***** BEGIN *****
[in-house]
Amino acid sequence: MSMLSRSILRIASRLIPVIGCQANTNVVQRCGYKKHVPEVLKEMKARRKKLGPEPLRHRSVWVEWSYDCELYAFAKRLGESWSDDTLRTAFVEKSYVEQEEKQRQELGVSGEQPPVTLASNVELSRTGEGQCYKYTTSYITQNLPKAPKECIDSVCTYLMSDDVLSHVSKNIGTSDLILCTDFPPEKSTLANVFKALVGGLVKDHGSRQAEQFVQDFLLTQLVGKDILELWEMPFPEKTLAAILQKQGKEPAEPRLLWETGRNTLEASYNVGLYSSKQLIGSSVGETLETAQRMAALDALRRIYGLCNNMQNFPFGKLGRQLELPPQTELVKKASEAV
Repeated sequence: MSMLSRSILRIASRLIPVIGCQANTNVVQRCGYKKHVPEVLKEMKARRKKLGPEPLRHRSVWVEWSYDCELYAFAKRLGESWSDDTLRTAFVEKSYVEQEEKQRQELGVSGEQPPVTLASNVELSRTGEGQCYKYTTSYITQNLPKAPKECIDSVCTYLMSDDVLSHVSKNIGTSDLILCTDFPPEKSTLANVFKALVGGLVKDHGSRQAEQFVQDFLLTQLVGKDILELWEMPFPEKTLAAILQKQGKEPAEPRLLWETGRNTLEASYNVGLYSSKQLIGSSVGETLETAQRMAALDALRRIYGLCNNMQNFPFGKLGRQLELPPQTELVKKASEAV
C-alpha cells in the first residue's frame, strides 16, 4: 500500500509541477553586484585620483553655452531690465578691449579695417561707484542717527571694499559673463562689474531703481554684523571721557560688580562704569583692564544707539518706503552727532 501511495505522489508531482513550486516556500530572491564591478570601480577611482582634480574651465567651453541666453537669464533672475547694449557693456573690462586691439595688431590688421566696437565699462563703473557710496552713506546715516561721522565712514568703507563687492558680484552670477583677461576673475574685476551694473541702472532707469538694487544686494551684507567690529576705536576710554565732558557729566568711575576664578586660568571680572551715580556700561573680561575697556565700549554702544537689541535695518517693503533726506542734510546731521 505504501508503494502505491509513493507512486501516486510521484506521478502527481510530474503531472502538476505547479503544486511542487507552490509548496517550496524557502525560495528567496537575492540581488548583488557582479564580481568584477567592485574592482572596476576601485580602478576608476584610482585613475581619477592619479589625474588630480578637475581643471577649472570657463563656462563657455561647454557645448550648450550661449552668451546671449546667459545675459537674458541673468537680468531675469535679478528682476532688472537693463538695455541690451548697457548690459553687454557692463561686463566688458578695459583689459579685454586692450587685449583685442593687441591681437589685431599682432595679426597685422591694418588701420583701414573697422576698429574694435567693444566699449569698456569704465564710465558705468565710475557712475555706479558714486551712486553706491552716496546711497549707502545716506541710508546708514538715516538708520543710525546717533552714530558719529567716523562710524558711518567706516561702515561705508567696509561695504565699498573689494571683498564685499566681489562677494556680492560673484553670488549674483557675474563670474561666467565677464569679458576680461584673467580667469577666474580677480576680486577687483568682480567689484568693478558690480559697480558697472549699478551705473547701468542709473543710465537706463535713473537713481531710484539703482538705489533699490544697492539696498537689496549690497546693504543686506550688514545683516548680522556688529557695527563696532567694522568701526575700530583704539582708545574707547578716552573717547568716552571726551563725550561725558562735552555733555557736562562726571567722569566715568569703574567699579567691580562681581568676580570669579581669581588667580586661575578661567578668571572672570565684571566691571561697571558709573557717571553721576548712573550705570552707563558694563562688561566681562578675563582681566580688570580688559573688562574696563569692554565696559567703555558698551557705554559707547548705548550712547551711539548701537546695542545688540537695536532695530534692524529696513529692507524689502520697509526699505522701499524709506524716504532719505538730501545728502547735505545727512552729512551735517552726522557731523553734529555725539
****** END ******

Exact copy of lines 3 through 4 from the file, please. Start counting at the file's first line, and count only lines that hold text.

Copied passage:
Repeated sequence: MSMLSRSILRIASRLIPVIGCQANTNVVQRCGYKKHVPEVLKEMKARRKKLGPEPLRHRSVWVEWSYDCELYAFAKRLGESWSDDTLRTAFVEKSYVEQEEKQRQELGVSGEQPPVTLASNVELSRTGEGQCYKYTTSYITQNLPKAPKECIDSVCTYLMSDDVLSHVSKNIGTSDLILCTDFPPEKSTLANVFKALVGGLVKDHGSRQAEQFVQDFLLTQLVGKDILELWEMPFPEKTLAAILQKQGKEPAEPRLLWETGRNTLEASYNVGLYSSKQLIGSSVGETLETAQRMAALDALRRIYGLCNNMQNFPFGKLGRQLELPPQTELVKKASEAV
C-alpha cells in the first residue's frame, strides 16, 4: 500500500509541477553586484585620483553655452531690465578691449579695417561707484542717527571694499559673463562689474531703481554684523571721557560688580562704569583692564544707539518706503552727532 501511495505522489508531482513550486516556500530572491564591478570601480577611482582634480574651465567651453541666453537669464533672475547694449557693456573690462586691439595688431590688421566696437565699462563703473557710496552713506546715516561721522565712514568703507563687492558680484552670477583677461576673475574685476551694473541702472532707469538694487544686494551684507567690529576705536576710554565732558557729566568711575576664578586660568571680572551715580556700561573680561575697556565700549554702544537689541535695518517693503533726506542734510546731521 505504501508503494502505491509513493507512486501516486510521484506521478502527481510530474503531472502538476505547479503544486511542487507552490509548496517550496524557502525560495528567496537575492540581488548583488557582479564580481568584477567592485574592482572596476576601485580602478576608476584610482585613475581619477592619479589625474588630480578637475581643471577649472570657463563656462563657455561647454557645448550648450550661449552668451546671449546667459545675459537674458541673468537680468531675469535679478528682476532688472537693463538695455541690451548697457548690459553687454557692463561686463566688458578695459583689459579685454586692450587685449583685442593687441591681437589685431599682432595679426597685422591694418588701420583701414573697422576698429574694435567693444566699449569698456569704465564710465558705468565710475557712475555706479558714486551712486553706491552716496546711497549707502545716506541710508546708514538715516538708520543710525546717533552714530558719529567716523562710524558711518567706516561702515561705508567696509561695504565699498573689494571683498564685499566681489562677494556680492560673484553670488549674483557675474563670474561666467565677464569679458576680461584673467580667469577666474580677480576680486577687483568682480567689484568693478558690480559697480558697472549699478551705473547701468542709473543710465537706463535713473537713481531710484539703482538705489533699490544697492539696498537689496549690497546693504543686506550688514545683516548680522556688529557695527563696532567694522568701526575700530583704539582708545574707547578716552573717547568716552571726551563725550561725558562735552555733555557736562562726571567722569566715568569703574567699579567691580562681581568676580570669579581669581588667580586661575578661567578668571572672570565684571566691571561697571558709573557717571553721576548712573550705570552707563558694563562688561566681562578675563582681566580688570580688559573688562574696563569692554565696559567703555558698551557705554559707547548705548550712547551711539548701537546695542545688540537695536532695530534692524529696513529692507524689502520697509526699505522701499524709506524716504532719505538730501545728502547735505545727512552729512551735517552726522557731523553734529555725539